The UCL figures correspond with undated figures on the Thailand Department of Corrections (DOC) website, which claims a total prison population of 212,058 – 182,138 males and 30,020 females.
According to the DOC prisoners incarcerated in Thailand for narcotics offences account for 56.42 per cent of the total.
Female prisoners convicted on narcotics charges represent about 57.2 per cent of the entire female prison population, while the proportion of males is 39.23 per cent.
The figures are somewhat misleading however, as the DOC figures for prisoners classified by type of offence fail to take into account another 52,518 people detained, but not classified as prisoners.
Rehabilitation diversion programme
Since 1991 those apprehended in possession or personal use quantities of category 1, 2, or 5 drugs have been ordered to compulsory treatment and rehabilitation centers, provided they were charged with no other jailable offence at the time of their arrest
According to the ONCB, in 2009 there was 39,287 people undergoing compulsory drug rehabilitation, 7,338 under DoC management and a further 15,740 people who voluntarily sought treatment.
While the number of people undergoing treatment fell by almost 45 per cent over those in 2008, its figures show that about 80 per cent of those undergoing drug rehabilitation were doing so for methamphetamine addiction.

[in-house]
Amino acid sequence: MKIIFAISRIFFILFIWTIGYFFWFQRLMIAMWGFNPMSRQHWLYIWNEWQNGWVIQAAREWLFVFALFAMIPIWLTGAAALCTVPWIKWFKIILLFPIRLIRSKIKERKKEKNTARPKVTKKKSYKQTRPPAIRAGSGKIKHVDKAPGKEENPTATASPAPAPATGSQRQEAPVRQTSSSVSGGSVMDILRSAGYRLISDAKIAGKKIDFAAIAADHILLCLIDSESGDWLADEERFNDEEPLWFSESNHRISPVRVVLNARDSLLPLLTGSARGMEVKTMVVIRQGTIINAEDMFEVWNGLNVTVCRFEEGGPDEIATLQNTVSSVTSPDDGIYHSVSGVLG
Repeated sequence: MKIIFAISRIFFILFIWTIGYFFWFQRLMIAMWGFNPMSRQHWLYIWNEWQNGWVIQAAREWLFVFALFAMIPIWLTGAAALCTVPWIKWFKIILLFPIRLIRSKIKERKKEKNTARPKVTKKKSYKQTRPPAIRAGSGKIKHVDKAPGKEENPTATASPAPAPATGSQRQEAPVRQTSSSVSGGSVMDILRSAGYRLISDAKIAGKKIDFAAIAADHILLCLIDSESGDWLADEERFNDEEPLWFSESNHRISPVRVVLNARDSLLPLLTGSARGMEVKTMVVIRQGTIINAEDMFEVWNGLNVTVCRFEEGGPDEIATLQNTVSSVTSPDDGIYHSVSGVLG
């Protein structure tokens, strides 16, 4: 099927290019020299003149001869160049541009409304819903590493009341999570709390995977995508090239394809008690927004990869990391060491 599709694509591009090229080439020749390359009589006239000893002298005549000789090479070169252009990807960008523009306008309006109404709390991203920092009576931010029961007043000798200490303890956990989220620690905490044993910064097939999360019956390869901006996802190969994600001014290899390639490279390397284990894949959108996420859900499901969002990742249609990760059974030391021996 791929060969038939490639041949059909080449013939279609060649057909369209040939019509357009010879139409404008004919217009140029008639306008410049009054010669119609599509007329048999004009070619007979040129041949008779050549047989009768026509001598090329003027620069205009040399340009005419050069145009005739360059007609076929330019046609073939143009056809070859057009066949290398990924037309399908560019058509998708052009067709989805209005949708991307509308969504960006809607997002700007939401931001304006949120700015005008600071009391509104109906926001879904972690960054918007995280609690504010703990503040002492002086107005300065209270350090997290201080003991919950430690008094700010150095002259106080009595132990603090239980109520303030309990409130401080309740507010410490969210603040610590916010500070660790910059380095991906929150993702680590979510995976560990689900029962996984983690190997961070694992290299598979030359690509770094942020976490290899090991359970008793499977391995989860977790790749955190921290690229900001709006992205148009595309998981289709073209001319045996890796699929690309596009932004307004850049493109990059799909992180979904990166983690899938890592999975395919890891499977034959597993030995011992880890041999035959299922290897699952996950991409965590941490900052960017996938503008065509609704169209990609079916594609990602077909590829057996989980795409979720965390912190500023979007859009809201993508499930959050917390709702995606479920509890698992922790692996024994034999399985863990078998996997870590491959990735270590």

The GCDP report is just the latest report over the last few years to urge a change in the attitude and enforcement policies relating to the illicit drug industry.
Like those that preceded it, it is likely to end up on sitting on a shelf gathering dust.
Until the US government stops using its failed anti-drugs campaign to control the purse strings on millions of dollars in humanitarian and military aid — exercising its economic power behind the scenes to shape global treaties — countries such as Thailand and others that rely on this money will be forced to maintain tough anti-drugs policies, draining huge amounts of money from national coffers for a war that was lost before it even started (See: Leaked cable shows USA influencing Thai law & justice system for 60 years).
Download: Global Commission on Drug Policy, War on drugs
Feature video Aljazeera English
Feature photo John Le Fevre
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Footnote: AVAAz, a global web movement aimed at bringing people-powered politics to decision-making everywhere is running an online petition calling for the UN to end the war on drugs.
He has spent extensive periods of time working in Africa and throughout Southeast Asia, with stints in the Middle East, the USA, and England.
He has covered major world events including Operation Desert Shield/ Storm, the 1991 pillage in Zaire, the 1994 Rwanda genocide, the 1999 East Timor independence unrest, the 2004 Asian tsunami, and the 2009, 2010, and 2014 Bangkok political protests.
In 1995 he was a Walkley Award finalist, the highest awards in Australian journalism, for his coverage of the 1995 Zaire (now Democratic Republic of Congo) Ebola outbreak.